I got a bit sweary yesterday when I saw that one of my overshot table runners featured a not-so-intentional design element. My husband, in an attempt to make me feel less irritated and cranky, offered up kind words such as, “Most people won’t notice it,” and, “It is good to have standards.” Well, I’ll see the mistake and don’t feel right trying to pass the item off as a special piece worthy of a family dining table. So what to do?
There are several options available as far as I see it:
- Hem the runner and stash it in a drawer along with other pieces that also qualify as “Island of Misfit Toys” attempts.
- Put the runner on the top of my loom as a stern reminder about taking care with transition areas in a treadle repeat.
- Use the runner as a sample piece for reworking custom pieces in the same design but that feature different measurements.
- Cut it up and use it in a sewing project.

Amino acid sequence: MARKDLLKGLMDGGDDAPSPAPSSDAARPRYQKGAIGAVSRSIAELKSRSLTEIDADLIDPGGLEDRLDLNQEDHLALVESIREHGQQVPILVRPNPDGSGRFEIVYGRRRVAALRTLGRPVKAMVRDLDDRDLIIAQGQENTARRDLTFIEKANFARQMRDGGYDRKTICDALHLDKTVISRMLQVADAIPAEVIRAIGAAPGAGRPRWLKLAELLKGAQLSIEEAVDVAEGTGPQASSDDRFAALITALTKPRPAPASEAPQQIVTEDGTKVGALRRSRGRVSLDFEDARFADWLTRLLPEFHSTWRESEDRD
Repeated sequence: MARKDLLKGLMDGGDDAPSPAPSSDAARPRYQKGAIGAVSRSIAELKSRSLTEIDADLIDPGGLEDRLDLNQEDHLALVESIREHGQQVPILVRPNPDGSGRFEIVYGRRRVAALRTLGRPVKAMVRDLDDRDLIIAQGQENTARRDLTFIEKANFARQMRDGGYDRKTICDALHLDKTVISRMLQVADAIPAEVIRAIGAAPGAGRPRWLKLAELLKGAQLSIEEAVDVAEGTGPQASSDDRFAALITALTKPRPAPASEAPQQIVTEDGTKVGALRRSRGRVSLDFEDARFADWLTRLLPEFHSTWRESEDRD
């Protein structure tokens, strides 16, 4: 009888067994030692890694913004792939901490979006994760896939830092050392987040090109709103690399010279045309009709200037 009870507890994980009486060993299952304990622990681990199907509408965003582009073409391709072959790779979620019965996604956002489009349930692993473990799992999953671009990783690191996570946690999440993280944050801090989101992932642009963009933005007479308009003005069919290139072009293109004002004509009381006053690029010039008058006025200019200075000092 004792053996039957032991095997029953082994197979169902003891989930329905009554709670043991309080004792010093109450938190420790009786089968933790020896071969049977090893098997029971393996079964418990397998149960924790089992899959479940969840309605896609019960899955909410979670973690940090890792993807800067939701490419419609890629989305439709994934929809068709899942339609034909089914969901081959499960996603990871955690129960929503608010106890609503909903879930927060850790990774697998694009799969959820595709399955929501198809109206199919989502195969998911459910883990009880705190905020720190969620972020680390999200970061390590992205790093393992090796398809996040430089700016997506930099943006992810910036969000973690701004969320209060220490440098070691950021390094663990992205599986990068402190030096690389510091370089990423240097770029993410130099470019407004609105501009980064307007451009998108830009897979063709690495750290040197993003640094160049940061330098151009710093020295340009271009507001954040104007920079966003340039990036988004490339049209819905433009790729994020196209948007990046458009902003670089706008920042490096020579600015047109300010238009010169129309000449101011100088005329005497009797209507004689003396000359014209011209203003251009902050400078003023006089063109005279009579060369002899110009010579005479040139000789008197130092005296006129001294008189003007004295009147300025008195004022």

- Chuck it in the bin and pretend it never happened.
Right now I am leaning toward options 3 and 4. But I’m going to let it sit for another day or two before making any drastic decisions.
Moving on from my pity party now…
I have a new overshot warp on the loom and SO FAR things are going pretty well. This runner has three shades of blue and a touch of burgundy and leaf green.
Once finished, I’ll be photographing the runners for inclusion in my League of NH Craftsmen’s Fair application for 2022. (Yes, we have to apply every year and supply new photographs of recent work.)
I finished up a pair of knitted mittens this week (holidays are coming!) and I loved working this pattern by Running Yarns Patterns on Ravelry. The mittens are called “Emma’s Ice Flower Mittens” and among other things I liked about the pattern, the thumb is one of the non-holiest (is this a word?) thumbs I’ve ever made. The pattern directions and color charts were perfect. If you are an enthusiastic colorwork knitter as I am, I hope you’ll peruse Running Yarn’s pattern selection.
Heading off to the block the mittens for now. Happy weaving (and knitting), friends. Try not to let those inevitable goofs get you down! And I will try to follow this advice, too.
2 thoughts on “When you goof up a weaving”
A stellar post, luv. Worthy of recognition in the…well, you know. 😘
Oh, thank you! And thanks for listening to all of the years of weaving chatter…